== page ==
transport to the airport, the flight, travel from the arrival airport to the
destination, check-in and the stay, and the reversal of this process upon
The customer journey is difficult, produces anxiety at many of its
points and is prime for disruption at numerous points. What if Airbnb offers to
pick you up from home, deposit you at the door to your rental and do the same
returning home. That would be a game-changer.
We are focusing upon the check-in
today as the biggest pain point and missing all of the other agita-producing
moments in the journey. We’ve been trying to solve the pain point problems
during a stay for years and even then have missed the elusive ability to offer
a single reservation for room and activities. (Industry veterans will remember
that we called this “dynamic packaging” and it is a problem still not solved.)
mentored a lot of people. Who was your mentor and what how did he or she impact
I was one of the unlucky ones. I had no
mentors - which is what induced me to become that person to numerous
entrepreneurs over these past 26 years. I measure my impact in several
ways, from influence upon company culture to revenues to speeding the processes
each values - and ultimately to helping obtain maximum value at the exit (sale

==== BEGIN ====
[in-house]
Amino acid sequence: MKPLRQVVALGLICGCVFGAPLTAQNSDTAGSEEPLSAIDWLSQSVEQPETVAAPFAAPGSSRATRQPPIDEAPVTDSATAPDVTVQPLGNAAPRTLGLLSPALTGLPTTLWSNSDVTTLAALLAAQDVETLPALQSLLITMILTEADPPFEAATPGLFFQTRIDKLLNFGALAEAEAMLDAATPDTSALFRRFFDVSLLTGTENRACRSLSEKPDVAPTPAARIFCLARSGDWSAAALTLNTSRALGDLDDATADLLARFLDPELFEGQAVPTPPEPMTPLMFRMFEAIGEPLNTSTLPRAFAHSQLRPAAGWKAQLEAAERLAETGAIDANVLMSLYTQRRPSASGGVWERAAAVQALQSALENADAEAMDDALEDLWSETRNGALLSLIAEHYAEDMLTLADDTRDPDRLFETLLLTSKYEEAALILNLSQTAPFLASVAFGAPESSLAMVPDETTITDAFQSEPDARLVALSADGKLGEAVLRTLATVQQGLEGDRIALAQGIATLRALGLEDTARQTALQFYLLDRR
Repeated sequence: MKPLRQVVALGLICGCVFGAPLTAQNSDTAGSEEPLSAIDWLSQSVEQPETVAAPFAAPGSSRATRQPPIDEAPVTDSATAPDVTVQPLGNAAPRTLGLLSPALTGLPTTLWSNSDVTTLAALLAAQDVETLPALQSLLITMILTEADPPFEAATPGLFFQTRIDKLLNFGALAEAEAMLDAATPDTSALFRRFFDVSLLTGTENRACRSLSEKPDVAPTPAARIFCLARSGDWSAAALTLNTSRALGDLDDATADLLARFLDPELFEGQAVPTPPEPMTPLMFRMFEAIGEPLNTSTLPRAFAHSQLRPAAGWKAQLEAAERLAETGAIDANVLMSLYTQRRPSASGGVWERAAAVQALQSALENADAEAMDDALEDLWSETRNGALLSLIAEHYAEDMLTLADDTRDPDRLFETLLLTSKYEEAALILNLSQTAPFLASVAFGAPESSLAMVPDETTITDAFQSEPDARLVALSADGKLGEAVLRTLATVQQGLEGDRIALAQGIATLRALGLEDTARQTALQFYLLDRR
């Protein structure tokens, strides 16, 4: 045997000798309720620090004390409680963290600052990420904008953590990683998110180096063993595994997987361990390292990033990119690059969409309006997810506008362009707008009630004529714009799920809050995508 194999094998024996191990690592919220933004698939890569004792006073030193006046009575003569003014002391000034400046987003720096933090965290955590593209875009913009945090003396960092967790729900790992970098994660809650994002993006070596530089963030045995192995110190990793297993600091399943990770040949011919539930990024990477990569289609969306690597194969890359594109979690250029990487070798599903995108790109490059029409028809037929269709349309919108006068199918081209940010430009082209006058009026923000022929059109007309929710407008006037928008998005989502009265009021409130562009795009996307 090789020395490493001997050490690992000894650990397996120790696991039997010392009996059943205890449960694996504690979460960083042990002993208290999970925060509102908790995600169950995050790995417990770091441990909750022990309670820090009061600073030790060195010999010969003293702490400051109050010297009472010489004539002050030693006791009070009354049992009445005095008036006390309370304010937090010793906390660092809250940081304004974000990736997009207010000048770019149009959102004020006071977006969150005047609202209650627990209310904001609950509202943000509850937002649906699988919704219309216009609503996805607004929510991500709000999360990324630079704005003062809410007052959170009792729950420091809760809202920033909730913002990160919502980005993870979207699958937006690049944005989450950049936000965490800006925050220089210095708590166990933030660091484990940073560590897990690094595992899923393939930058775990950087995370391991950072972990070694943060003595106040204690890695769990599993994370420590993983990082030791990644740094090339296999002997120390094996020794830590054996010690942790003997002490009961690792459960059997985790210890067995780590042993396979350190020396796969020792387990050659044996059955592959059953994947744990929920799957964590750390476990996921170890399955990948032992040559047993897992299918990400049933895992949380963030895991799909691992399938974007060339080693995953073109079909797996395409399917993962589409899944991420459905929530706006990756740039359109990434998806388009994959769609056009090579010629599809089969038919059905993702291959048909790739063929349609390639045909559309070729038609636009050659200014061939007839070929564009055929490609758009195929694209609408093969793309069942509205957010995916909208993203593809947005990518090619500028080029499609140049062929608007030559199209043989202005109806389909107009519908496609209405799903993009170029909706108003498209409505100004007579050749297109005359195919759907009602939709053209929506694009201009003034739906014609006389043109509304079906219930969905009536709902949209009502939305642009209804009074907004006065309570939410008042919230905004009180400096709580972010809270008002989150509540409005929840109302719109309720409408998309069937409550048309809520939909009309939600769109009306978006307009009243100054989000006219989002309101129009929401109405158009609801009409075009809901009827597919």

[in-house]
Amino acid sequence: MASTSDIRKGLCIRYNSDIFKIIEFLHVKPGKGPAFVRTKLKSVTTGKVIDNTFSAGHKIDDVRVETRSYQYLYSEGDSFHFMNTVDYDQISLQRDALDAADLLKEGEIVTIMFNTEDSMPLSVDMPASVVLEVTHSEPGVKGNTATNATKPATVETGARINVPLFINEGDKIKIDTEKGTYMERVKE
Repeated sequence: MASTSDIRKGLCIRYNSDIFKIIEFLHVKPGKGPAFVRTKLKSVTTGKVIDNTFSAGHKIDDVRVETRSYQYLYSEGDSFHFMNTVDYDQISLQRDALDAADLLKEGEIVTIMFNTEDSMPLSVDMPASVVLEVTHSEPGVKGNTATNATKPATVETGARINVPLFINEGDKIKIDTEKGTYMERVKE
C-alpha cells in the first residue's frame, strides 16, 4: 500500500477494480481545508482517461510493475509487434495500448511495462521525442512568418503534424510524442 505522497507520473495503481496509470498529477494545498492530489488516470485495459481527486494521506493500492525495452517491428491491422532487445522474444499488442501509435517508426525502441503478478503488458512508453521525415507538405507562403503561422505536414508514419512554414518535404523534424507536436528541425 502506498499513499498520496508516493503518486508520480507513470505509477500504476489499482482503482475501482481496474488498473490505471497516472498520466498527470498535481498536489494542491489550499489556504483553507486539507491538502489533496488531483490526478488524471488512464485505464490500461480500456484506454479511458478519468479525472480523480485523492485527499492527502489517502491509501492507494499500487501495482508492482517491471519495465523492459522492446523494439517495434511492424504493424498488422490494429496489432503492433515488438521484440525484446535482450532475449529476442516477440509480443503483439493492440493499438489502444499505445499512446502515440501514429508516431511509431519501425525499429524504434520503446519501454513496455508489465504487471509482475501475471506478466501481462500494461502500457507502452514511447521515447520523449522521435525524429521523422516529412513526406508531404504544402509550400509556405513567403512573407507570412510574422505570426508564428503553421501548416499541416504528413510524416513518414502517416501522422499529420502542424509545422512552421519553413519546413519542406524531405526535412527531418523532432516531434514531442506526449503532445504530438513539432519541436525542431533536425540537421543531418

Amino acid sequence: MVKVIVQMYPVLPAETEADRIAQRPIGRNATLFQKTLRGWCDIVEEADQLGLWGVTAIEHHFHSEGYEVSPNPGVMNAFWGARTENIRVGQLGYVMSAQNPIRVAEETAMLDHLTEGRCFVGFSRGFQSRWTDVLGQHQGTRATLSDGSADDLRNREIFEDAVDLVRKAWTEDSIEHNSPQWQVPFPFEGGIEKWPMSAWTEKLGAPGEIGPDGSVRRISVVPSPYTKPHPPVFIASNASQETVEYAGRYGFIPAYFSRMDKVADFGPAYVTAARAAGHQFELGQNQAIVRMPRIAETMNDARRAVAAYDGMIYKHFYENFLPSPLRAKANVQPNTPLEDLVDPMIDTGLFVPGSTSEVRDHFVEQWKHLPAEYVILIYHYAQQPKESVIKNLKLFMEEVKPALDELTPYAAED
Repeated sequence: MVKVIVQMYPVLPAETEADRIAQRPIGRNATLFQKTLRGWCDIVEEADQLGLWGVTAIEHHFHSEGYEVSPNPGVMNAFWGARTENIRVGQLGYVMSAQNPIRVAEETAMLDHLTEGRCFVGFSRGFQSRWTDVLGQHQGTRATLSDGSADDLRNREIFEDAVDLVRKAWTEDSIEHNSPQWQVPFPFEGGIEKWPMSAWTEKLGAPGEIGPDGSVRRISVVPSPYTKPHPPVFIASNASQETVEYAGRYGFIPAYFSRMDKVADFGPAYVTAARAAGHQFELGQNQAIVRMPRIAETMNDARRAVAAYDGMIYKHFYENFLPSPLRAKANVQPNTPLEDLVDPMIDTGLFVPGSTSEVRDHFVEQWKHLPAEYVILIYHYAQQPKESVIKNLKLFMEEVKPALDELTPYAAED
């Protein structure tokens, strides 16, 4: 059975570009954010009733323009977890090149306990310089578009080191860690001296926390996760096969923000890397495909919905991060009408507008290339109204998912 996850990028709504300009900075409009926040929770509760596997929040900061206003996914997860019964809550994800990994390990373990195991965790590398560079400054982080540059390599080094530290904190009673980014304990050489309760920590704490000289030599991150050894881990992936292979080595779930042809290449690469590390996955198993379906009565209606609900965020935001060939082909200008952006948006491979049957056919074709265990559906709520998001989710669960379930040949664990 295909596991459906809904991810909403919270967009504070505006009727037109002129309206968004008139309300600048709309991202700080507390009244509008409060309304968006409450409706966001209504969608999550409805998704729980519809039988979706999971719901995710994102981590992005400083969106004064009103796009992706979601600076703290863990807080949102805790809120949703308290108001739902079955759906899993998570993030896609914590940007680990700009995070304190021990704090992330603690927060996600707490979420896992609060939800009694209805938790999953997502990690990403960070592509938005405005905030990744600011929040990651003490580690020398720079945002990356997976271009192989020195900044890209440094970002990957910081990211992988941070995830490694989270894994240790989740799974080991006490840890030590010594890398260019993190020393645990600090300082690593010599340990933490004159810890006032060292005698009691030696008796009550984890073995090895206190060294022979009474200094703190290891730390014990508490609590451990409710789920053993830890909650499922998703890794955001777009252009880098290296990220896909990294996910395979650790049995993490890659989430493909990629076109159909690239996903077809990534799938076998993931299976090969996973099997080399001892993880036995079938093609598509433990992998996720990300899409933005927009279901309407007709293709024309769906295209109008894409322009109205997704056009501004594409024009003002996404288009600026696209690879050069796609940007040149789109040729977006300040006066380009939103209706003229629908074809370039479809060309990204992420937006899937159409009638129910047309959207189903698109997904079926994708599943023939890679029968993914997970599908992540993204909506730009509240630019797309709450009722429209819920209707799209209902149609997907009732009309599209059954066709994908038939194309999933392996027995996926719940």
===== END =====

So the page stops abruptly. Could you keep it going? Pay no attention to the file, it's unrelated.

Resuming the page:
of a company or IPO).
than yourself, who is someone you think has had an important impact on
hospitality industry technology and why?
so many who have left an indelible impression upon hospitality technology over
the years. All you need do is look at the list of HFTP Hall of Fame awardees
from inception of that award. It’s an impressive list of innovators and
implementors now numbered at 46. (See how I dodged the question, retaining
friends I might have lost by attempting to name a few?)
the biggest mistake you see travel executives making?
with under investment in technology as discussed earlier. Continue with
under-estimation of the sophistication and cultural choices of our newest
generation of travelers. Blow through ignorance of the impact of alternative
competing sources of guest stay, and end with discounting the needs of
travelers for convenience at all points of the journey, before during and after
advice do you have for entrepreneurs trying to break into travel?
will always be opportunities for innovation in travel, especially in
technology. My fund, Wayfare Ventures, invests in early stage travel tech. We
pass on our best to venture capitalists specializing in this niche, including
Money is available for the best ideas and early
implementations. Brands are on the prowl for new technologies that can
differentiate them from the competition. (Those innovations that can save costs
are viable if by an order of magnitude.) And every generation of new technology
platform creates an opportunity for entrepreneurs to displace previous
generations of applications.
This will never cease. Nor will the arrival of
new, enthusiastic entrepreneurs ready to solve problems we never know we had,
and those that have vexed us for years.